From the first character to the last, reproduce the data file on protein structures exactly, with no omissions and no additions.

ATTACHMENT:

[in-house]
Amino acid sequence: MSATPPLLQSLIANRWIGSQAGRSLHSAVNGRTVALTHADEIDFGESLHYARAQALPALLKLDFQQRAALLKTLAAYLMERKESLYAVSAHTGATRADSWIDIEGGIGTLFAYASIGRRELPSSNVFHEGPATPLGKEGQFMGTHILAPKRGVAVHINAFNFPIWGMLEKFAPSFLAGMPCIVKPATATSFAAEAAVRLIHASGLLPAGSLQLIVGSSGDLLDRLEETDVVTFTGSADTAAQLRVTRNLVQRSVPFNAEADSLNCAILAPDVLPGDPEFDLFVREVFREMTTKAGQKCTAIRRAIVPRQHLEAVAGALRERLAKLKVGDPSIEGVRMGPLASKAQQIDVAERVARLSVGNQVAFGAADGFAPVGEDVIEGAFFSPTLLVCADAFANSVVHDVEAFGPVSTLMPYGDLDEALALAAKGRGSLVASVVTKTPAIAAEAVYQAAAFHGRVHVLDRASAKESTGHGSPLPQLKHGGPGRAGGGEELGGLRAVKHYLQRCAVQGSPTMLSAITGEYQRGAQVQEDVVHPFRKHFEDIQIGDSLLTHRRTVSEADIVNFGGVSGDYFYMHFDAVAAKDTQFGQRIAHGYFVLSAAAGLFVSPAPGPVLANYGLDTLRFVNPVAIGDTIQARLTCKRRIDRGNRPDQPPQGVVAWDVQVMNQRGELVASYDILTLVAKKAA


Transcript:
[in-house]
Amino acid sequence: MSATPPLLQSLIANRWIGSQAGRSLHSAVNGRTVALTHADEIDFGESLHYARAQALPALLKLDFQQRAALLKTLAAYLMERKESLYAVSAHTGATRADSWIDIEGGIGTLFAYASIGRRELPSSNVFHEGPATPLGKEGQFMGTHILAPKRGVAVHINAFNFPIWGMLEKFAPSFLAGMPCIVKPATATSFAAEAAVRLIHASGLLPAGSLQLIVGSSGDLLDRLEETDVVTFTGSADTAAQLRVTRNLVQRSVPFNAEADSLNCAILAPDVLPGDPEFDLFVREVFREMTTKAGQKCTAIRRAIVPRQHLEAVAGALRERLAKLKVGDPSIEGVRMGPLASKAQQIDVAERVARLSVGNQVAFGAADGFAPVGEDVIEGAFFSPTLLVCADAFANSVVHDVEAFGPVSTLMPYGDLDEALALAAKGRGSLVASVVTKTPAIAAEAVYQAAAFHGRVHVLDRASAKESTGHGSPLPQLKHGGPGRAGGGEELGGLRAVKHYLQRCAVQGSPTMLSAITGEYQRGAQVQEDVVHPFRKHFEDIQIGDSLLTHRRTVSEADIVNFGGVSGDYFYMHFDAVAAKDTQFGQRIAHGYFVLSAAAGLFVSPAPGPVLANYGLDTLRFVNPVAIGDTIQARLTCKRRIDRGNRPDQPPQGVVAWDVQVMNQRGELVASYDILTLVAKKAA